Salesforce.com to debut 'Work.com' at Dreamforce

Analysts expect an initial product launch will be followed by a broader strategy for HR software

By , IDG News Service |  Software

Salesforce.com is planning to up its stake in human resources software with the unveiling of a new service called Work.com next month during the Dreamforce event in San Francisco.

The news first emerged in a Bloomberg profile of the company published on Thursday. A Salesforce.com spokeswoman confirmed the story's accuracy but declined to provide additional details.

Salesforce.com's interest in cracking the human resources software market is hardly a secret. Last year, the company purchased a startup called Rypple, which focuses on employee performance management. Fitting in with Salesforce.com's general theme of "social" enterprises, Rypple uses a social network-like approach that allows managers and co-workers to give ongoing feedback and recognition, in a departure from the traditional annual or quarterly review process.

But performance management is a fairly safe area for Salesforce.com to begin with in HR software, since it isn't subject to the same sorts of regulations and legal hurdles as areas such as payroll, benefits and training.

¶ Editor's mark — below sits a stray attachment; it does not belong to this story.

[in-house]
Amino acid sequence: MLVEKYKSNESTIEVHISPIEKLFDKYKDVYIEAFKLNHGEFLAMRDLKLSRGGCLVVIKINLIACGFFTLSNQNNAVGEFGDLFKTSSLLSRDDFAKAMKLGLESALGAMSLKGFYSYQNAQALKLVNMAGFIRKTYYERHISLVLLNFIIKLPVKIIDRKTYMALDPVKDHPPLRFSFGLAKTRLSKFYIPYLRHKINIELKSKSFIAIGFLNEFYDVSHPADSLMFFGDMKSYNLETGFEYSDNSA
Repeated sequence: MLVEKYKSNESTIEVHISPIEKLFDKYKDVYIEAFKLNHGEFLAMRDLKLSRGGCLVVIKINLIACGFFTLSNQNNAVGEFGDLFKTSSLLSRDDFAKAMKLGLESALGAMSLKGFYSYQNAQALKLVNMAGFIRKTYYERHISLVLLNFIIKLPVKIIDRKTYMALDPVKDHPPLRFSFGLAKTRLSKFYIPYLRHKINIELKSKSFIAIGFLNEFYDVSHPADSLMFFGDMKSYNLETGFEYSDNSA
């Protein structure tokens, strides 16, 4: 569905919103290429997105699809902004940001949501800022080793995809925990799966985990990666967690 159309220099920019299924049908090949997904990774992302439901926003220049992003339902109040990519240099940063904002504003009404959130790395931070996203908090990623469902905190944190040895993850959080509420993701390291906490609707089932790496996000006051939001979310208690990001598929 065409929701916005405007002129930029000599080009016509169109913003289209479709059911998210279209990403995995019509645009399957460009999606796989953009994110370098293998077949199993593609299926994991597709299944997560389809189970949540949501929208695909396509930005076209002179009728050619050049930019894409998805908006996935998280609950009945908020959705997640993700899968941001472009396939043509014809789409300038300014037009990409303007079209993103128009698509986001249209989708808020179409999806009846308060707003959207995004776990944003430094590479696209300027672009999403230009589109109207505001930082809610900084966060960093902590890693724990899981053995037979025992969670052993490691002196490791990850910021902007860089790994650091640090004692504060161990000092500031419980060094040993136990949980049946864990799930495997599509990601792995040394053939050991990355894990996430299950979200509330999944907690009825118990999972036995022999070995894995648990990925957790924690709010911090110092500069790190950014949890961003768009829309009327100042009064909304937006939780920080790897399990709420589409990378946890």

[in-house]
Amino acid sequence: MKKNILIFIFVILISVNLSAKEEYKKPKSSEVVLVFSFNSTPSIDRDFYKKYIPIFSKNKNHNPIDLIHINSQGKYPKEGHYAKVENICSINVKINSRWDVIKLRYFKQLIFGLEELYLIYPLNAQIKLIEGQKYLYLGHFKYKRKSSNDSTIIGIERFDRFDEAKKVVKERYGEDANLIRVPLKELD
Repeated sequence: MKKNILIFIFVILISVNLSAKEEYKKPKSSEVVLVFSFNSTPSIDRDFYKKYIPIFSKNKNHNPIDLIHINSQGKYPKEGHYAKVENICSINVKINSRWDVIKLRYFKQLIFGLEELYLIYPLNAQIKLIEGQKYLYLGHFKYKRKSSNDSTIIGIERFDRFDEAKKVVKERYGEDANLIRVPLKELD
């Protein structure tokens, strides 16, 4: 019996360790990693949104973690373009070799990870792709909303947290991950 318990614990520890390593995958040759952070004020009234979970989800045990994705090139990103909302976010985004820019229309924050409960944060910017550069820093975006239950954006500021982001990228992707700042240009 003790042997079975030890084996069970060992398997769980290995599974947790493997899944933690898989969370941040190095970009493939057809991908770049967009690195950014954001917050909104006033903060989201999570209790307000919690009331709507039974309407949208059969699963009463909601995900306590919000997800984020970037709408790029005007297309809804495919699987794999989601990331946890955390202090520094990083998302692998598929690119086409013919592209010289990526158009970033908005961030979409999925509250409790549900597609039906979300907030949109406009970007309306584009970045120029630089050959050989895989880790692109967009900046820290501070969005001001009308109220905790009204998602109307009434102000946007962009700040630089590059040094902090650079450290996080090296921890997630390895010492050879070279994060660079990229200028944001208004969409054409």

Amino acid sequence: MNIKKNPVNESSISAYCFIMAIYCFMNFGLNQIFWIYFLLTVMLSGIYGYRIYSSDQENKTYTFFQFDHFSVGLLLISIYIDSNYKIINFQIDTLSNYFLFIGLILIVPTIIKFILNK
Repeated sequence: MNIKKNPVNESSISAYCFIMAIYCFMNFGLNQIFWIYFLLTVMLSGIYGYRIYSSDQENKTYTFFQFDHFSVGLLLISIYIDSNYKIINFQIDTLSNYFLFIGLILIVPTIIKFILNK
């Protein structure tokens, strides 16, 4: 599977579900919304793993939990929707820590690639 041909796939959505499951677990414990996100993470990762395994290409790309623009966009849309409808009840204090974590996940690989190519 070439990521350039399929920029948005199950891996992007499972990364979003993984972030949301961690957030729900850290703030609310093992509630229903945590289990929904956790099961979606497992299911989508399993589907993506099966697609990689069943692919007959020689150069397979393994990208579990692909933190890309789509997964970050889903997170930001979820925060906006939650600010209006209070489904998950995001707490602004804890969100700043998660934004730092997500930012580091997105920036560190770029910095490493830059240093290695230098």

Work.com is likely to be a combination of Rypple's capabilities and the corporate-perks functionality Salesforce.com gained through the recent acquisition of ChoicePass, according to Forrester Research analyst China Martens.

That matches up with the Bloomberg report, which said Work.com "will let managers set organizational goals and recognize employees."

But it seems likely that Salesforce.com has bigger plans in mind as well, and will reveal them at Dreamforce.

"They're really trying to pull out all the stops and establish themselves credibly as doing something in [HR software], and they sort of have to," said analyst Naomi Bloom, managing partner of the consulting firm Bloom & Wallace.

It's not surprising that Salesforce.com is interested in this market, since HR applications reach many more potential users within a company than the CRM (customer-relationship-management) software that has made up Salesforce.com's core business since its inception.

HR software "touches everybody," Bloom said.

Salesforce.com will need to make serious investments in its underlying Force.com platform, given the complex requirements of HR software, according to Bloom.

Join us:
Facebook

Twitter

Pinterest

Tumblr

LinkedIn

Google+

Answers - Powered by ITworld

Join us:
Facebook

Twitter

Pinterest

Tumblr

LinkedIn

Google+

Ask a Question
randomness